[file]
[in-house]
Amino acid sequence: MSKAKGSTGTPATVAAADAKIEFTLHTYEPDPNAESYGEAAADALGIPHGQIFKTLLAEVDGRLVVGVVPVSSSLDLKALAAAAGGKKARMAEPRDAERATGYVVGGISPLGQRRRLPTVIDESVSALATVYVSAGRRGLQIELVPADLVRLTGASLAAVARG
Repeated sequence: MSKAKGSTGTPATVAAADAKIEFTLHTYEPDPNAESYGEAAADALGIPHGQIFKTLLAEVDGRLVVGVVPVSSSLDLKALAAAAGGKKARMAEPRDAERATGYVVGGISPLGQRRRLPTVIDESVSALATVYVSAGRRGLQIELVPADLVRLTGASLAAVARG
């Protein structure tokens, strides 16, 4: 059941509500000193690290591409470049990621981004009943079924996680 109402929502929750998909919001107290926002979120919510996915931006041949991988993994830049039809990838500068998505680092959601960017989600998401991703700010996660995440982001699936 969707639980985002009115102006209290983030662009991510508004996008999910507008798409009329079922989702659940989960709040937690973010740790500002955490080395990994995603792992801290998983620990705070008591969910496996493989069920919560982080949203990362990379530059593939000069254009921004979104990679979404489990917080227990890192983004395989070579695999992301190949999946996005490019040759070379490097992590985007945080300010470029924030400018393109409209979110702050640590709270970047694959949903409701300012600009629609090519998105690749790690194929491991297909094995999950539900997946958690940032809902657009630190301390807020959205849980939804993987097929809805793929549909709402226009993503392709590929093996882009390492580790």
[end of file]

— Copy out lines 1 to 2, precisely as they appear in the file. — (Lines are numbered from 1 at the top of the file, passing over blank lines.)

[in-house]
Amino acid sequence: MSKAKGSTGTPATVAAADAKIEFTLHTYEPDPNAESYGEAAADALGIPHGQIFKTLLAEVDGRLVVGVVPVSSSLDLKALAAAAGGKKARMAEPRDAERATGYVVGGISPLGQRRRLPTVIDESVSALATVYVSAGRRGLQIELVPADLVRLTGASLAAVARG